NFR Need some help training my one year old dog

gt

Active Member
#16
using treats instead of praise is a common mistake. my dogs worked for me not by treat but by my attention and praise of their following through on various commands. starting training with a year old dog is going to be tough as the dog already has expectations based on your actions.
 
#18
You're getting about as many responses here as you would if you had asked, "what's the best rod...."

Some dogs are harder to train than others. Luckily for me, I've always had dogs that were extremely food motivated, which makes training far easier. The sit thing has worked in the past for me. Just make sure you're only rewarding positive behavior (I've always started with treats, then transitioned to praise only). They're never too old to be trained.

Cheers!
 

Vladimir Steblina

Retired Forester...now fishing instead of working
#22
Swimmy, more likely than not, you're fvcked as far as training this dog goes. The treats you're giving him are training him to bark when guests come to the door. Also it's most likely that he nips because he's afraid, and that is a big hurdle.

I'm definitely old school when it comes to dogs and subscribe to the Richard Wolter's school of dog training because it just flat out works. I never used treats at all, but I understand that many successful trainers do. You just have to be sure that the treats are not reinforcing the wrong behavior.

You missed the boat first by not bringing the dog to your home from its litter at age 49 days, having seen myself the difference even a week makes. Training also begins on day 49, although it's very low key, and then training begins in earnest at 12 weeks, but which time the dog already understands and responds to the commands of 1. it's name (a command for attention), 1. sit, 3. stay, 4. come. Those are the basic citizenship commands, and dogs possessing any innate intelligence (some don't) can learn and perform those by 12 weeks of age. And you want to begin at 12 months?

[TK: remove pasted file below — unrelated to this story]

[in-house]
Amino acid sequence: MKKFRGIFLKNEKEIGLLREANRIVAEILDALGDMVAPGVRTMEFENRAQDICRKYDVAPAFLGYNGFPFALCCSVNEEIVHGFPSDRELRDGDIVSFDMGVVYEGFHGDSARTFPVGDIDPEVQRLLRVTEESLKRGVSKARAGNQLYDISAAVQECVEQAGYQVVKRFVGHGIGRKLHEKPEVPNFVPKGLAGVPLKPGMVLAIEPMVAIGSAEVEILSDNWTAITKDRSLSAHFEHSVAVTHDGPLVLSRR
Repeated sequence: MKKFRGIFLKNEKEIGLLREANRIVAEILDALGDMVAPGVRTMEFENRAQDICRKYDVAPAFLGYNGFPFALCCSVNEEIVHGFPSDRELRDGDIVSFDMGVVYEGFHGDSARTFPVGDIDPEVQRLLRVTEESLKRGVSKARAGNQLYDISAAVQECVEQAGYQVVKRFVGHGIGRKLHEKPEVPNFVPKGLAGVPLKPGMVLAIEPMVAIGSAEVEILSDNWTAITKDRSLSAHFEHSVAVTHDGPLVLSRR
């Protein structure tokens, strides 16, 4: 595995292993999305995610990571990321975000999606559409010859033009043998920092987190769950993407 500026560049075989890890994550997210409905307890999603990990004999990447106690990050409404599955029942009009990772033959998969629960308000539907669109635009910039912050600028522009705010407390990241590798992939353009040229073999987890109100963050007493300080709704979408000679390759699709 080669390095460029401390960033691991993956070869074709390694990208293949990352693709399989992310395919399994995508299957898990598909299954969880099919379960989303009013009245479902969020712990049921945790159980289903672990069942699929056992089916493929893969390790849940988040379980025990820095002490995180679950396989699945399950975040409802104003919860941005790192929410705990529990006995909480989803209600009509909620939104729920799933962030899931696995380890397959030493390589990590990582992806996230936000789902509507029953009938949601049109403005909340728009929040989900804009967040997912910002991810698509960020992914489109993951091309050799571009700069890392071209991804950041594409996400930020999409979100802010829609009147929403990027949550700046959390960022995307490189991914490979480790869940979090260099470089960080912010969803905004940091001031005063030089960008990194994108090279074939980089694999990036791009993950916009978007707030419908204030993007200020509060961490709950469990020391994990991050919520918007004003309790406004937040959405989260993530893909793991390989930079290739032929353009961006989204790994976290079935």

I'm not saying it can't be done, but it's gonna' be much harder. My sis got a rescue springer that was around a year old and had issues, including a major nervous fear factor. She's a disciplined trainer, and it still took two years or more to bring that dog into the sphere of "normal," after which it learned and performed OK. Not perfect, but OK to have and be around.

Oh, regarding barking, I used the command "Quiet!" accompanied by slapping a rolled up newspaper against my hand or a wall. Dogs are pack animals, and the message is that I'm the alpha leader of the pack, and I am the maker of loud noise, and other pack members can make loud noise (bark) when I say it's OK. Sometimes there are exceptions. I had a retriever who must have been traumatized by the garbage truck and garbage man in his youth, and he would bark uncontrollably each week with the arrival of the garbage truck. I never could train him out of that, and I decided to let it go since his behavior was just about perfect in every other way.

Good luck. It's gonna' take 100% discipline on the part of you, Melissa, and the boys over a long period of time to turn him into a good family dog.
What he said...
 

KerryS

Ignored Member
#23
I would offer some advice since in the past I have had fairly good success training my dogs but the last dog we acquired is an English Mastiff. I have met my match and now my only advice is if you want an obedient dog don’t start with an English Mastiff.
 

FinLuver

Active Member
#25
Choke Chain, Leather Leash, and Obedience Class...
The command "out" works wonders...along with "sit" and "stay".

Shepherd, 3rd Grader, and the ^^above^^ = 1st Place Trophy in the early 70s. ;)
 
#26
Actually let me clarify, I have my guests drop him treats when they come in. I've instructed them not to make eye contact or engage with the dog, simply drop treats in his direction.

Maybe that is completely the wrong thing to do but something I say on the youtubes.
No treats at all. Do not let him greet friends at the door...put him outside or in another room. Once your friends are sitting let him in to socialize....he's either overly protective or feels threatened....probably the latter. This is crucial: when the dog approaches company, have them put their arms down with palms out. This allows the dog to smell without feeling threatend. Don't let anyone try to pet him unless the dog tells you it's OK. It will take time and patience but it will work.
 

FinLuver

Active Member
#29
Dogs are like people...
They don't need treats, just praise and a good scratch behind the ears.
They are like people, in that they dig being "accepted and doing right".
It's that simple...really.